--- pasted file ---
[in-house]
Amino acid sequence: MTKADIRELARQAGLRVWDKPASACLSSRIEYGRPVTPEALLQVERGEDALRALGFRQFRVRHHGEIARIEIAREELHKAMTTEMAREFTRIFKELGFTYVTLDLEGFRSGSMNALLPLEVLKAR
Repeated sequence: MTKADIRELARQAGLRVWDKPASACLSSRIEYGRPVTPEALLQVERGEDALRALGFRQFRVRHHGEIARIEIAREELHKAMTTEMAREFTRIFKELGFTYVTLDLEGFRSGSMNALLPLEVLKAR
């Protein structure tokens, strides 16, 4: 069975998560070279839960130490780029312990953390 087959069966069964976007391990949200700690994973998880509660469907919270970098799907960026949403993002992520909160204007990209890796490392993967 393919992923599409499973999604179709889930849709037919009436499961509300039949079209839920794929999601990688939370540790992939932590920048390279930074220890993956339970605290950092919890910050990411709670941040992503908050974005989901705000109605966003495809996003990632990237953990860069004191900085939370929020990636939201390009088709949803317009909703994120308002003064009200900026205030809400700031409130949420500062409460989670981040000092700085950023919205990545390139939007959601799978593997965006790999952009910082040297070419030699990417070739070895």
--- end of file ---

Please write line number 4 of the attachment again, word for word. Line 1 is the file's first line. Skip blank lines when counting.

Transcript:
């Protein structure tokens, strides 16, 4: 069975998560070279839960130490780029312990953390 087959069966069964976007391990949200700690994973998880509660469907919270970098799907960026949403993002992520909160204007990209890796490392993967 393919992923599409499973999604179709889930849709037919009436499961509300039949079209839920794929999601990688939370540790992939932590920048390279930074220890993956339970605290950092919890910050990411709670941040992503908050974005989901705000109605966003495809996003990632990237953990860069004191900085939370929020990636939201390009088709949803317009909703994120308002003064009200900026205030809400700031409130949420500062409460989670981040000092700085950023919205990545390139939007959601799978593997965006790999952009910082040297070419030699990417070739070895």